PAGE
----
The Facebook oversight board's ruling this week upholding the social media platform's decision to kick President Donald Trump off his Facebook and Instagram accounts elicited cheers from anti-Trump voices across the U.S. — especially the former president's left-wing critics.
But one notorious Trump-hating leftist wasn't so thrilled about the media giant's move: Massachusetts Democratic Sen. Elizabeth Warren.
Instead, Warren ripped the company for its move — despite the fact that she is glad the former president is no longer on Facebook and considers him to be a "real danger."
What did she say?
The woman Trump loved to taunt with the moniker "Pocahontas" appeared on Cheddar News following the Wednesday announcement and told the outlet that it was not OK for the platform to ban Trump and that the move was just one more example that Facebook has too much power.
"I'm glad that he's not on Facebook," Warren said. "I think that he poses a real danger. But I don't think that Facebook ought to have this kind of power."
What would the left-wing lawmaker like to see happen to Facebook and other tech giants? Like Republican Sen. Josh Hawley (Mo.), she wants the government to break them up.
"We need to break up these giant tech companies," Warren declared. "And Facebook is one of them."
She said she doesn't like that Facebook kills competition — and not just with private business. They're competing with the all-powerful U.S. government.
"They are crushing competition, and in cases like Facebook, they're acting like they're bigger than government," Warren stated.
"The group that made this decision calls itself 'the Supreme Court,'" she added, pointing to the oversight board. "They are not the Supreme Court, they're part of a private company. They need to be broken up."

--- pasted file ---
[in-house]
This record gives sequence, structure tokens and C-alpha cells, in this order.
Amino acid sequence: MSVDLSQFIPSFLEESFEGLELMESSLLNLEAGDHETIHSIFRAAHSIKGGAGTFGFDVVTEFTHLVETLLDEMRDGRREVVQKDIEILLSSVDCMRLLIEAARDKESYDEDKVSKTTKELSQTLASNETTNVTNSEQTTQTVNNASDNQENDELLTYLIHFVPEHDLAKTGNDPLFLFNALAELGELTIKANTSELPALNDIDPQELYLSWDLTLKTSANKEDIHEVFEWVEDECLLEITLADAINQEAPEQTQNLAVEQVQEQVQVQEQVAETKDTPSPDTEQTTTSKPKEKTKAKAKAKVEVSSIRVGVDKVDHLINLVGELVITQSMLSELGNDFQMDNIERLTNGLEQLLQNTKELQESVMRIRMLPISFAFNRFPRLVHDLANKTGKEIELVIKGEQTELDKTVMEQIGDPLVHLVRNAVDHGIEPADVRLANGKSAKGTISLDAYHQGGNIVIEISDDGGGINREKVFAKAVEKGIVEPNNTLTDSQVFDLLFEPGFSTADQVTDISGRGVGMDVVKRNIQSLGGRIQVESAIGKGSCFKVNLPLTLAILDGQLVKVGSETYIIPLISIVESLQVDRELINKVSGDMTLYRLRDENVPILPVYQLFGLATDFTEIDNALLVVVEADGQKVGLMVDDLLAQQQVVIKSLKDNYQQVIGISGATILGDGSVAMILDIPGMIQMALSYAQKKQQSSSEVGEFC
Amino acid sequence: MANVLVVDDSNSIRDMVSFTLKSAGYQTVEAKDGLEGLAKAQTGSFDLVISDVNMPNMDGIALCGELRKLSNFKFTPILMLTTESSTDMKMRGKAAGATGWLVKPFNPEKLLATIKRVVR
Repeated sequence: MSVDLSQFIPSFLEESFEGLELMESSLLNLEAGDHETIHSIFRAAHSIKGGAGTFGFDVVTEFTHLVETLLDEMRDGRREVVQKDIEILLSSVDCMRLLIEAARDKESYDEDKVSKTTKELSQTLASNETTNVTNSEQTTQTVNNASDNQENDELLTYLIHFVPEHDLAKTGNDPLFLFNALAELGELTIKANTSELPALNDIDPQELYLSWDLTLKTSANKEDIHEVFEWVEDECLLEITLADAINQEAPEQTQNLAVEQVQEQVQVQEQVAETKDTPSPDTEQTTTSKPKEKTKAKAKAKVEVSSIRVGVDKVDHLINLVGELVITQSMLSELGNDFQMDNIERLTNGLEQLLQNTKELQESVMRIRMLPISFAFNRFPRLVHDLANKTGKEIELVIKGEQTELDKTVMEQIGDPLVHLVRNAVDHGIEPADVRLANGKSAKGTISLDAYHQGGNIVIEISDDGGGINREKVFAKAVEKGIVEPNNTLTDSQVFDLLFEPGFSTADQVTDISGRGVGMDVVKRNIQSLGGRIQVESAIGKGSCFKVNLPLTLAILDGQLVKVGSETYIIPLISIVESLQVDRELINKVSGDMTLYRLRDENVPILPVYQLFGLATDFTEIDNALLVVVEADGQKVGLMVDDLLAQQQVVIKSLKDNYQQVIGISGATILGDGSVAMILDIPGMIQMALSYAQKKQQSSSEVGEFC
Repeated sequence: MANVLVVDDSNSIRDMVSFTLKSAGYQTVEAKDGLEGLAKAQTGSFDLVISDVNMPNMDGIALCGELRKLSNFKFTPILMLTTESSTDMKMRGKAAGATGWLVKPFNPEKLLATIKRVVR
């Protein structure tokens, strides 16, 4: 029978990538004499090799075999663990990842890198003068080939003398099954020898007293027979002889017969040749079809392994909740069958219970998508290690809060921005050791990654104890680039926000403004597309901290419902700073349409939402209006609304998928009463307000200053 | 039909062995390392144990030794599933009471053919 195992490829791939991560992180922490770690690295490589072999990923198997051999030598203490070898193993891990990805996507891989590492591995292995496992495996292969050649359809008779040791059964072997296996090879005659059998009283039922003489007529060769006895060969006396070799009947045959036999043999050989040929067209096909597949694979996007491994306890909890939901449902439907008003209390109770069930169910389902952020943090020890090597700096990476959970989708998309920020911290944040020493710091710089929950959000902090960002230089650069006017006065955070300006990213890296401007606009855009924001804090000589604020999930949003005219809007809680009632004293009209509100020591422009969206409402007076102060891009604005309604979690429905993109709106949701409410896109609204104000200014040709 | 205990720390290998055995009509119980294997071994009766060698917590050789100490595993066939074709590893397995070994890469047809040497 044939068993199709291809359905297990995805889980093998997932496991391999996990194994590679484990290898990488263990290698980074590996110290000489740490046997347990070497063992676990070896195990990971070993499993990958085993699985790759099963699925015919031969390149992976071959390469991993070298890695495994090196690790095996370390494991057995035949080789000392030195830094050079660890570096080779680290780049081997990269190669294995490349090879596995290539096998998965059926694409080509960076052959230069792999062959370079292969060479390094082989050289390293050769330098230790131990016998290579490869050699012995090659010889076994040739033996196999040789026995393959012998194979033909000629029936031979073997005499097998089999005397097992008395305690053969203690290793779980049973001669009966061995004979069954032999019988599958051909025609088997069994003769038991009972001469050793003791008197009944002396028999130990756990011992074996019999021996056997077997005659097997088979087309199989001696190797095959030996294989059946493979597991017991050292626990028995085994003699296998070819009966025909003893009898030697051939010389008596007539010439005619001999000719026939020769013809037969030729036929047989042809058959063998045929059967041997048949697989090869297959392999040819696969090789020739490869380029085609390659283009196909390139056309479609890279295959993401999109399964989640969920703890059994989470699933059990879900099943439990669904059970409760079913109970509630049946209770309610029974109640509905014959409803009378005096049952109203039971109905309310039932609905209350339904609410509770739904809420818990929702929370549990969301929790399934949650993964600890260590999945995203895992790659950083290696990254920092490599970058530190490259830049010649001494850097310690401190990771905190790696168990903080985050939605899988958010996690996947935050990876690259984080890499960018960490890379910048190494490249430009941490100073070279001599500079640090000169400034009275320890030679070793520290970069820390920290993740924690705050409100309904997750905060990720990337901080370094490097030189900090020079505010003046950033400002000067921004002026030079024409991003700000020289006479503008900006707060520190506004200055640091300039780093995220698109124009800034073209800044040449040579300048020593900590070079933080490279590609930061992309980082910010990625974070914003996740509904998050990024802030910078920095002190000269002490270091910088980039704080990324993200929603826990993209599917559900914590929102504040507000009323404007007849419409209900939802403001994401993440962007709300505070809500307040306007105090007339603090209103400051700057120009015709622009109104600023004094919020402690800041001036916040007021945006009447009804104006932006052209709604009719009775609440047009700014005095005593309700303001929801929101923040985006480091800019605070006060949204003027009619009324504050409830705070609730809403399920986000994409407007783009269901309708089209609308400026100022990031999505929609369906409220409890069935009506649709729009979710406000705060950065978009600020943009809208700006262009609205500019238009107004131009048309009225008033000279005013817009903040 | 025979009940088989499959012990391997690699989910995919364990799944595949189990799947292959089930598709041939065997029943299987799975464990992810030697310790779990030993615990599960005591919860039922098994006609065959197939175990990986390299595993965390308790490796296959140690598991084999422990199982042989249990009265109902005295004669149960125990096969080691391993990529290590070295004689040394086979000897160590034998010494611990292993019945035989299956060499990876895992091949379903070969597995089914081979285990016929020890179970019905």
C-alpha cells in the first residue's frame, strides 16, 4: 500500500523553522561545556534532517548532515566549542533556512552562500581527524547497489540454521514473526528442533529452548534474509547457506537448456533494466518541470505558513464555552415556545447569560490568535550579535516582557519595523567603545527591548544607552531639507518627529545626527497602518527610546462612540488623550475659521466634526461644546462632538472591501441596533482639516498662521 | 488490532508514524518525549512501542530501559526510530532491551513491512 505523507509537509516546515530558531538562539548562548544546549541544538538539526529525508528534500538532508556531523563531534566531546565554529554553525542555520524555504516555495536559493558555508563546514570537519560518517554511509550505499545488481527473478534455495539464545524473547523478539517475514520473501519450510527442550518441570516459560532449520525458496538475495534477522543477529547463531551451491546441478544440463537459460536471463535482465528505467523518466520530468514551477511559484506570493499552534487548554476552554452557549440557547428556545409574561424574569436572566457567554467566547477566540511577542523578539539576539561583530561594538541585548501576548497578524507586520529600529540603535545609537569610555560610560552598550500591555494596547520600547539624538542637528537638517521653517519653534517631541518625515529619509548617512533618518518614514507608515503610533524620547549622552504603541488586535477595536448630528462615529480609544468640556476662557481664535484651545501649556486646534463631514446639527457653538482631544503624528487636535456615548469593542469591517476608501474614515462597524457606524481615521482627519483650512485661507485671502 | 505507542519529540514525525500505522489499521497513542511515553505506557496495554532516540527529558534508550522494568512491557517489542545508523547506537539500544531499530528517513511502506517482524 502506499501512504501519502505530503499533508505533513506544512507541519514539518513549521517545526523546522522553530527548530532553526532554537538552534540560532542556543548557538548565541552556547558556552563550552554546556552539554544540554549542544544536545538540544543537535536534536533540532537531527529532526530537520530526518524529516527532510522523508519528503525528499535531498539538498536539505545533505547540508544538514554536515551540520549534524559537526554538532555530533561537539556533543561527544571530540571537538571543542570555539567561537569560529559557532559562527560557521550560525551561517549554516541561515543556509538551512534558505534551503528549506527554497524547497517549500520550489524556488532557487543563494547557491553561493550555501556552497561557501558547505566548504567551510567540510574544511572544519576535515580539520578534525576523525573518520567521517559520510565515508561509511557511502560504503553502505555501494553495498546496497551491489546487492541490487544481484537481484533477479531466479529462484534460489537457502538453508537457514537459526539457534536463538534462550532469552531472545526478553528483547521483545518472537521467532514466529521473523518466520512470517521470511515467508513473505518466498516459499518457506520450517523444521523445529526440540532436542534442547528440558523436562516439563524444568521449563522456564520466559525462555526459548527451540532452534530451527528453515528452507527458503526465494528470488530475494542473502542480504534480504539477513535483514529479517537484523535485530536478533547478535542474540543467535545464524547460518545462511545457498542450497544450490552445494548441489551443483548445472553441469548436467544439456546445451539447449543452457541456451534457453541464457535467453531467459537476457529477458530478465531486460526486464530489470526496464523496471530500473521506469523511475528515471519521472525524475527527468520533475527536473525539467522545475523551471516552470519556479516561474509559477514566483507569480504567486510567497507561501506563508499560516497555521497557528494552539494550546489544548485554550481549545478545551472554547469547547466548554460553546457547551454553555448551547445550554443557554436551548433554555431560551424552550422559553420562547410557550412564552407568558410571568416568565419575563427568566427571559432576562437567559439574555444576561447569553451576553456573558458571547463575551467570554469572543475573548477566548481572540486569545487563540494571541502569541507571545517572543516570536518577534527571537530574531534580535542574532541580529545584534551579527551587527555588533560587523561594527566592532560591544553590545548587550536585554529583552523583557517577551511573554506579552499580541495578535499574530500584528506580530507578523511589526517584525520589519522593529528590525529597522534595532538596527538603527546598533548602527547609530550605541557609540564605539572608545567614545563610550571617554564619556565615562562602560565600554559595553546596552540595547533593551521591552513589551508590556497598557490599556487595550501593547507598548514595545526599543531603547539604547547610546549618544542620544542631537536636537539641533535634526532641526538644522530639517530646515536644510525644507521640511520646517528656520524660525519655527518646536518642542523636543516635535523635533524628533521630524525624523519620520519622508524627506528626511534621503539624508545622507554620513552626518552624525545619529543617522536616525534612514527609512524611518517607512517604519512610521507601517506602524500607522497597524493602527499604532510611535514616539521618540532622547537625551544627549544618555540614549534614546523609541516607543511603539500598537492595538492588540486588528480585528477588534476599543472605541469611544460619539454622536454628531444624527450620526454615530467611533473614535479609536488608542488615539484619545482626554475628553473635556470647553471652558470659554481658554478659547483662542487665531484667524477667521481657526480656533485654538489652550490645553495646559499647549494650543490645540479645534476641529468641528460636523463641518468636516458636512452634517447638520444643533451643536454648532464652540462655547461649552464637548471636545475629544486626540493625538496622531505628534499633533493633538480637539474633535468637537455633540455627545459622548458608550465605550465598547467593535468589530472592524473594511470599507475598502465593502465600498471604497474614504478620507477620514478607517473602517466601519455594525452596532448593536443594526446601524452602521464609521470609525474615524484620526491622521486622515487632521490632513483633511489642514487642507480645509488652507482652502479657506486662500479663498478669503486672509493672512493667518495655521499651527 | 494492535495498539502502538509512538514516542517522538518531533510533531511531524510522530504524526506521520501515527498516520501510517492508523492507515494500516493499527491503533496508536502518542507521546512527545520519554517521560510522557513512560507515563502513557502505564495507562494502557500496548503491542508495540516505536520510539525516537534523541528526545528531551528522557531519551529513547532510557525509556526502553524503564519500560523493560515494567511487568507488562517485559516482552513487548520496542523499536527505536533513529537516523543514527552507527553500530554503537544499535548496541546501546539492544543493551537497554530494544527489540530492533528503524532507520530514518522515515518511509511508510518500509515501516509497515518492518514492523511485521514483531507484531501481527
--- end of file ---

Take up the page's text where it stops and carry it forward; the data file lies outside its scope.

"We need a chance for competition to flourish here, and we need a chance to have some power that balances out what these giants are up to," Warren said without clarifying whether she was talking about balancing competition and power for private enterprise or the government.
Not Warren's first objection to a Trump ban
Back on Oct. 2, 2019, a reporter asked Warren, who was campaigning for the Democratic presidential nomination, whether Trump should be banned from Twitter.
The senator responded, laughing, "No."
And during the Oct. 15, 2019, Democratic presidential nomination debate, then-Sen. Kamala Harris called on Twitter to ban Trump from its platform.
The future vice president attempted to pressure Warren into backing her up the declaration, but Warren wasn't having it.
From NBC News:
Sen. Elizabeth Warren refused to take Sen. Kamala Harris' bait when she asked at the debate Tuesday night that Warren join her in calling for Twitter to suspend President Donald Trump from the social media platform.
“I don't just want to push Trump off Twitter, I want to push him out of the White House," Warren said at the Ohio debate.